Shiny new lightweight guns are all the rage, and I can appreciate that. The Rock River Arms LAR-15 – and specifically my used law enforcement trade-in rifle – is none of those things. But for the last several months, it has been my favorite AR-15 to shoot.

You have to set aside a little bit of snobbery to really appreciate this used gun. It has some cosmetic nicks and dings, but the gun itself has been a tank for me personally. More than that, it has a ton of extra features that make it a great value if you actually intend to shoot it like it was meant to be used. 

The rubberized ergo grip is positive and comfortable, even during long days shooting hundreds of rounds on the range in the peak of the summer heat. The fact that this particular one came with an extended charging handle, raised safety, and an integral flip-up front sight are all nice touches. So is the RRA Tactical Muzzle Brake. 

Frankly, it was built to be a fighting rifle, and I haven’t found any reason to believe it wouldn’t excel at that role. Heck, even the muzzle brake is beefy and textured at the front like a battering ram. But the real value is how it runs.

Specs and Shooting

This AR is a very flat shooter that absolutely eats recoil and feels like a .22 LR plinker. That’s in part due to one of my favorite features, a Daniel Defense Picatinny quad rail that gives you 12 inches for mounting any grips, lights, sights, or sling attachments. It also adds some weight to the gun, but that translates into very comfortable and accurate shooting. That rail is worth several hundred dollars on its own. Yet the used LAR-15s we have in the warehouse arestill solid budget guns. 

Rock River LAR-15 on a work bench
There's a generous Picatinny quad rail, backup iron sights, and an extended charging handle. (Photo: Paul Peterson/


scratches on the side of a rifle
This used LAR-15 does have some cosmetic wear, but it functions perfectly well. (Photo: Paul Peterson/

I’ve done a previous review comparing my LAR to other budget-friendly AR options that I bought with my own money. From my experiences, this is about as close as I’ve gotten to picking up a military service AR in years. Hence, I’m adding it to my own safe, and I’ve recommended it to personal friends. It just checks a ton of boxes for me on the range, and the standard M4-style stock is a big part of that. Between the stock and the rail, this gun shoulders well and offers excellent controllability.

There are a few downsides that I would be remiss to overlook. The muzzle brake/compensator, while effective, makes the gun quite loud. It wasn’t an issue for me as a shooter particularly. Just don’t assume you’re going to go unnoticed at the range. It’s also heavy at 7.5 pounds on my scale. That weight is something you can grow comfortable with fairly quickly, but I wouldn’t call this a light gun if you have to haul it over long distances.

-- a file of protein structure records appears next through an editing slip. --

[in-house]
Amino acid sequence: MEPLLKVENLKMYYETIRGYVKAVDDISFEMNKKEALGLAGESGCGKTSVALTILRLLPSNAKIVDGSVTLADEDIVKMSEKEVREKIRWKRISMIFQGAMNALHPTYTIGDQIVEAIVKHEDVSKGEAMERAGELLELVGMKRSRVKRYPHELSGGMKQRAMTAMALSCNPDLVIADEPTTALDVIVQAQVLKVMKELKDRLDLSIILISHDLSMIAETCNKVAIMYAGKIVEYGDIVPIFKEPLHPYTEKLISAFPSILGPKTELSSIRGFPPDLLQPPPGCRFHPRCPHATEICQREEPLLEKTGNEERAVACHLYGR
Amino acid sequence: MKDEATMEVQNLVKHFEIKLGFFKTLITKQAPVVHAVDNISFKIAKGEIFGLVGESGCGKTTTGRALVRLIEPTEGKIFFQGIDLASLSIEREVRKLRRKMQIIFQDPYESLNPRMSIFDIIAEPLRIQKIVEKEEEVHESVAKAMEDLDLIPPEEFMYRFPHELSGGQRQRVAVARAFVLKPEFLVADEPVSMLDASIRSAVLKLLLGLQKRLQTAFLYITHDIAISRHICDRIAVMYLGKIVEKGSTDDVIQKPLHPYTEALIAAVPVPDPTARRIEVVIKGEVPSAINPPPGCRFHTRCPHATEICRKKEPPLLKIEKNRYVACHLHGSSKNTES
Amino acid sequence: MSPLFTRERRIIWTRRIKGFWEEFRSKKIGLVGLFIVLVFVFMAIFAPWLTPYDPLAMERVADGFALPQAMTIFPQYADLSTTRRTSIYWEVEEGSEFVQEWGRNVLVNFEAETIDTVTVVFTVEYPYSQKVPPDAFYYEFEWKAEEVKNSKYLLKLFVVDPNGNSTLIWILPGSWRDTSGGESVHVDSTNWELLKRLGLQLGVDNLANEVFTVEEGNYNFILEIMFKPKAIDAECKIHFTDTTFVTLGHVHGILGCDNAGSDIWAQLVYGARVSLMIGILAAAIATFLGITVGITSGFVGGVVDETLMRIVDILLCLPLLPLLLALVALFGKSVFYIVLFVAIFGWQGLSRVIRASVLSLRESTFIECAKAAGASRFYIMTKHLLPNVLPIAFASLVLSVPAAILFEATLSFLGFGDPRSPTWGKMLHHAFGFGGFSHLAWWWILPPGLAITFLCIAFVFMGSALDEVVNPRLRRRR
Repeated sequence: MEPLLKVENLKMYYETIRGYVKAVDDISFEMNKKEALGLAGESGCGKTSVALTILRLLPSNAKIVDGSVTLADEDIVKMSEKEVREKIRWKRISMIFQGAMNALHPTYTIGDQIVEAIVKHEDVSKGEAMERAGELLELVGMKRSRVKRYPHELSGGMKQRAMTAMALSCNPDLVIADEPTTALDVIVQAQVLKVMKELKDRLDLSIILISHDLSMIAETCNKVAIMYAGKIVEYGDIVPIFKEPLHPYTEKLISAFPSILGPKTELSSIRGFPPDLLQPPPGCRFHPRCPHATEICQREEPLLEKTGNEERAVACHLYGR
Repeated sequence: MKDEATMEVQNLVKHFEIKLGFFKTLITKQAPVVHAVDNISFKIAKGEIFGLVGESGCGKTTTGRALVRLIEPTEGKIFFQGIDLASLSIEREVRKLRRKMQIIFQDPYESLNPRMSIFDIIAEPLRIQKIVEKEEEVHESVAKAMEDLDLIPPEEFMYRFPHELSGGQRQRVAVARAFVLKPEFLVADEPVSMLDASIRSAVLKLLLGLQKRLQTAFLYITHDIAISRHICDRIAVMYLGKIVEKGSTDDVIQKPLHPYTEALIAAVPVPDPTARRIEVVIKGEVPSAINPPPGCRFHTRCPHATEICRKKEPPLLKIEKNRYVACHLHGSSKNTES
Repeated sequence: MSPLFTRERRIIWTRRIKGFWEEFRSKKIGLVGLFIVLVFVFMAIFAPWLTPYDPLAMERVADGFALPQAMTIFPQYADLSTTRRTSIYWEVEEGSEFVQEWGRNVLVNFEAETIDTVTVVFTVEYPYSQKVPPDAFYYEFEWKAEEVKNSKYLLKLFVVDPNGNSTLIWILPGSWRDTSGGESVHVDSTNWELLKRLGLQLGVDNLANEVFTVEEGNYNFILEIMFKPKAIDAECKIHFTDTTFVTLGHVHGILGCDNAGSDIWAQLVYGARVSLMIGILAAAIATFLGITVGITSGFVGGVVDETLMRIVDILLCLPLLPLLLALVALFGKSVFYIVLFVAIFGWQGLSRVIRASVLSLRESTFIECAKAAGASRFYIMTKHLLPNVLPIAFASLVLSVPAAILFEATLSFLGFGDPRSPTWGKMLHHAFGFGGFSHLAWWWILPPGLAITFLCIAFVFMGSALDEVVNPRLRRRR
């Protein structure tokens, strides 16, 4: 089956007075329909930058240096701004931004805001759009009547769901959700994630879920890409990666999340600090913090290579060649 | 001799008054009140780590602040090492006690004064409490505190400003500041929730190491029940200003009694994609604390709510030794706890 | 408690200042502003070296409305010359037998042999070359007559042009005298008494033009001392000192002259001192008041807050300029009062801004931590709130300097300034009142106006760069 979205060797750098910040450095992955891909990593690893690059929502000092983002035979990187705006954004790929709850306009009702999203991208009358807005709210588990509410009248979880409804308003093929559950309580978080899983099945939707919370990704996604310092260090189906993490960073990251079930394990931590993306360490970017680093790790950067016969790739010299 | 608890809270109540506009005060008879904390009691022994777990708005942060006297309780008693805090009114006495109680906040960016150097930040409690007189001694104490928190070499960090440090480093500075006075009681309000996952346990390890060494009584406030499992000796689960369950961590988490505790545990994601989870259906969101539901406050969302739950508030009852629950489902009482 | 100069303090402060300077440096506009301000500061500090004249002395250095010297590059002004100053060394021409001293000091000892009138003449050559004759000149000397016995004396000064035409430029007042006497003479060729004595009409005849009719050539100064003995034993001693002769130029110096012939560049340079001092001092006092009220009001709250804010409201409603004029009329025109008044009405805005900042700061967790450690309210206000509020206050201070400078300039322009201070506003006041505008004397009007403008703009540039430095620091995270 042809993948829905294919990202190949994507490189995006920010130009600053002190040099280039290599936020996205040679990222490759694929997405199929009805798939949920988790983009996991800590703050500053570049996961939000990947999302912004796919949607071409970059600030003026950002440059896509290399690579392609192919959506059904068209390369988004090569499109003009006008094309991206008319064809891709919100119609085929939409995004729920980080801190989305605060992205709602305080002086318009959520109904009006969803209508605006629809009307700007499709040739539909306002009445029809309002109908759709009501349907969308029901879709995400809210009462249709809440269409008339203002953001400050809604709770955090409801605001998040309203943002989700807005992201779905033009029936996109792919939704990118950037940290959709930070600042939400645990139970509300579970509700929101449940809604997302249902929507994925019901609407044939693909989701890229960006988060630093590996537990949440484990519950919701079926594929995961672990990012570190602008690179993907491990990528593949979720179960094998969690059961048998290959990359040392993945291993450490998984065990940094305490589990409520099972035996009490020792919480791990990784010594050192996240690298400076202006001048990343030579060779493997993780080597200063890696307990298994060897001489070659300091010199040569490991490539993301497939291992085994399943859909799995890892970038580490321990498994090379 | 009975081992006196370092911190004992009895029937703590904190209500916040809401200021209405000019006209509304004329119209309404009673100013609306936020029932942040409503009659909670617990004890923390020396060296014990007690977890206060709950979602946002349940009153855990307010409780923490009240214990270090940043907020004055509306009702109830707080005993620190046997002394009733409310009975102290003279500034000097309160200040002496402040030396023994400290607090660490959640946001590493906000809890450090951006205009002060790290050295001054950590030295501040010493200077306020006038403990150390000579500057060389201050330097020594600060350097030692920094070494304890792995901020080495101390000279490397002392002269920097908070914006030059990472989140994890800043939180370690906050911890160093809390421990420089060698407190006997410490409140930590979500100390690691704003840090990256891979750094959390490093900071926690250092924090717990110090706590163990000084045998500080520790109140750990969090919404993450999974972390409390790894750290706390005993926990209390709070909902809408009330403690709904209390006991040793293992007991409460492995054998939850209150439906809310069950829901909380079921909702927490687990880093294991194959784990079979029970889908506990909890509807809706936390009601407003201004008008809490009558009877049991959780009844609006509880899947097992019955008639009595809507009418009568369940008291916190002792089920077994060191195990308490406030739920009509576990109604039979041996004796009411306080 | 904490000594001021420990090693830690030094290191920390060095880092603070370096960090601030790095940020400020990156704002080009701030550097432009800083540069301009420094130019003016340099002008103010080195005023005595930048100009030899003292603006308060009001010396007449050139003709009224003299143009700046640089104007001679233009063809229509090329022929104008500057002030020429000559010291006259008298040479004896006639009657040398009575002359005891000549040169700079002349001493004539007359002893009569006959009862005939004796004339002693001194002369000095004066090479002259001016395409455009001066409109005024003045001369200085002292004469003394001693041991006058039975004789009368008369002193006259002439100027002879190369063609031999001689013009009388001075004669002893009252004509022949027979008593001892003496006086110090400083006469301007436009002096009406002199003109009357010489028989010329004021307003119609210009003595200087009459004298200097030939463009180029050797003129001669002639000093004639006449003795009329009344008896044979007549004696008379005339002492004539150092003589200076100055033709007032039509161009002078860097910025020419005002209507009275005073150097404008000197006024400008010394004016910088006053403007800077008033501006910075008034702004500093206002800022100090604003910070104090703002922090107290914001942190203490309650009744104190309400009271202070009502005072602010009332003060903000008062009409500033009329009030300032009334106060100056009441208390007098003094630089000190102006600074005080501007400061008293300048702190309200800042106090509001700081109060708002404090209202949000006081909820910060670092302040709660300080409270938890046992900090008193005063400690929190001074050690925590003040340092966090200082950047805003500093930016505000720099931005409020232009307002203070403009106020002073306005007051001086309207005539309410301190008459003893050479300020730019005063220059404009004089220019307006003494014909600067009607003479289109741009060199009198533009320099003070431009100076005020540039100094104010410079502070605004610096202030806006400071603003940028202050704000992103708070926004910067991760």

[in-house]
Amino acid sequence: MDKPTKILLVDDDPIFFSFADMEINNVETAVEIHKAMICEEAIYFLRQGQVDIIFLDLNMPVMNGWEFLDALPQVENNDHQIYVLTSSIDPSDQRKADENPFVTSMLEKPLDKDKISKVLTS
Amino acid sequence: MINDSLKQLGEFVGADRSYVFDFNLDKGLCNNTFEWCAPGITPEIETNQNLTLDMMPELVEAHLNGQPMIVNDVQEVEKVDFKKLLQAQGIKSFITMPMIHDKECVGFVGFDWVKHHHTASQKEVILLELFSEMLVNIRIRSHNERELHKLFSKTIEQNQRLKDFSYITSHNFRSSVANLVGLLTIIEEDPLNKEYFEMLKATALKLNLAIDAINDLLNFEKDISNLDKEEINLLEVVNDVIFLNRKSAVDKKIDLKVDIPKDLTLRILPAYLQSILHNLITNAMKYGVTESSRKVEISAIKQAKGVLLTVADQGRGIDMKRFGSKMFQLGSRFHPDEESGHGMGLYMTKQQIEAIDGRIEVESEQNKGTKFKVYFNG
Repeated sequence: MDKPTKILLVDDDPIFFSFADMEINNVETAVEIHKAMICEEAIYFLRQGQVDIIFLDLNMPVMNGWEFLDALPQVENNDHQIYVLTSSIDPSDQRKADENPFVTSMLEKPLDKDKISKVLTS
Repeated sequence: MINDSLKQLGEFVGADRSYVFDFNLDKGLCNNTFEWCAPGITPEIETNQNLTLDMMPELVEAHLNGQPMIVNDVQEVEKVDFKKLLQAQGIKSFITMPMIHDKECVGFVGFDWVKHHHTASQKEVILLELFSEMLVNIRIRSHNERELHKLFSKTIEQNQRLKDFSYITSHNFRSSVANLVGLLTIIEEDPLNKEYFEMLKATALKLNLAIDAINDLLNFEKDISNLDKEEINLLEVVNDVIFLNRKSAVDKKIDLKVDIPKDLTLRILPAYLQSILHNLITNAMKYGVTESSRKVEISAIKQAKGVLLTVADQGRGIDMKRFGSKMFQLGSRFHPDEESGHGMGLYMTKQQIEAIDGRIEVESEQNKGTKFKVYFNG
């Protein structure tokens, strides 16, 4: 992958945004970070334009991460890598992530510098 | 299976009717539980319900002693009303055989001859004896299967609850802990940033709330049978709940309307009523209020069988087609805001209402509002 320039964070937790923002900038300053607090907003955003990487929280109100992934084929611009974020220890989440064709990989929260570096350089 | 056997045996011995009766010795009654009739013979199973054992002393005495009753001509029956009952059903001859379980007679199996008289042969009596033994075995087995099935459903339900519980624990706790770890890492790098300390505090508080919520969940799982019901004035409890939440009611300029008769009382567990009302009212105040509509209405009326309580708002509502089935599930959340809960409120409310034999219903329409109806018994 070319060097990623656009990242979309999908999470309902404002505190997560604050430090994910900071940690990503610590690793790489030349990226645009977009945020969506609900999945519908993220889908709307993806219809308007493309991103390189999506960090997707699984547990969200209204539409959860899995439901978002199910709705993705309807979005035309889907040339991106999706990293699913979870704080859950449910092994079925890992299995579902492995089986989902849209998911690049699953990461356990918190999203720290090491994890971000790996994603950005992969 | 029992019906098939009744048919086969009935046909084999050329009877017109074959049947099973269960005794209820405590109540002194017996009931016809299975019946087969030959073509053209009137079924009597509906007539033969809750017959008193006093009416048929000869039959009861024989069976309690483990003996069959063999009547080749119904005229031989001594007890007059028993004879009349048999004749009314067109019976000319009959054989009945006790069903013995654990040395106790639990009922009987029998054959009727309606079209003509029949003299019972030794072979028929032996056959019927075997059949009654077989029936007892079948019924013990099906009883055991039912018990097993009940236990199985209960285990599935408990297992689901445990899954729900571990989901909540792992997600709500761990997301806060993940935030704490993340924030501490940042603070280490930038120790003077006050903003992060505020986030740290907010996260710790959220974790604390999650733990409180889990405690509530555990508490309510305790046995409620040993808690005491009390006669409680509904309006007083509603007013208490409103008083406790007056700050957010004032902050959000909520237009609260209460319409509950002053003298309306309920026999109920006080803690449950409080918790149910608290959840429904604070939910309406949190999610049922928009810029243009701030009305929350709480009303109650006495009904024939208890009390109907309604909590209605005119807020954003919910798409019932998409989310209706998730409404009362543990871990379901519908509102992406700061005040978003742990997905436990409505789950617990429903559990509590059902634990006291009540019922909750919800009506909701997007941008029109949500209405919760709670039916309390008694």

I’ve listed some other specs below that compare this used LAR to my Del-Ton Echo 316:

Del-Ton vs. Lar-15 specification sheet

The previous owner of this particular rifle added a single-point sling attachment, which I find can be abrasive for the knuckle of your pointer finger if you shoot a lot in a single outing. I personally run the gun with a Vickers Blue Force Gear two-point sling instead. I’m happy with that setup. Gloves or a simple wrap are easy solutions for any abrasiveness.

Reliability and Testing

You don’t have to baby this rifle. For one thing, mine already has some of the common wear marks that you get on a service gun that has been carried a fair bit. The wear marks on the sling attachment point are evidence enough that it spent a decent amount of time in the hands of law enforcement. I’m a fan of a service rifle with some history and character. I doubt, however, that it was shot very much during its service life for anything more than occasional training purposes. Internal wear was almost unnoticeable even though the bolt runs buttery smooth.

Most of my shooting was done with the iron sights, and we also ran a Vortex Strikefire for some drills on steel targets. The LAR-15 was an overall pleasure to shoot. Of the four AR-15s I brought to the range for testing this summer, it was my go-to gun for extra shooting opportunities. 


Most of our shooting was done with a mix of 62-grain Aguila, 55-grain PMC, steel-cased Wolf, and 55-grain Fiocchi. For added fun, I’ve also been running a CMMG .22 LR conversion bolt and bulk Federal Black Pack ammo to extend my range time for most visits. The rifle feeds reliably with all of it, and I didn’t notice any issues with the assortment of magazines we used.

LAR-15 rifle on a metal tractor step
The LAR has been a solid workhorse. (Photo: Paul Peterson/
AR-15 magazines on a table
It has not been picky about mags either. (Photo: Paul Peterson/

Character is More Than Skin Deep

If you want a relatively budget-friendly AR that is unfired and in pristine condition, you could always snag a new ZRO Delta, Diamondback DB15, or Ruger AR-556. Or go ahead and jump on a more expensive Daniel Defense or Noveske. The world of AR-style rifles is your oyster these days. But there’s tons of value – not to mention well-thought-out functionality – in used but effective guns like this old LEO LAR-15 just sitting in racks and waiting to be discovered.

If it helps get you off the fence, it’s also worth noting that guns like this have a tendency to disappear once the surplus well runs dry. As a surplus fan, I still kick myself for many of the guns I let vanish over the years. The rifle is no cherry safe queen, and it begs to hit the range whenever you do.

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revolver barrel loading graphic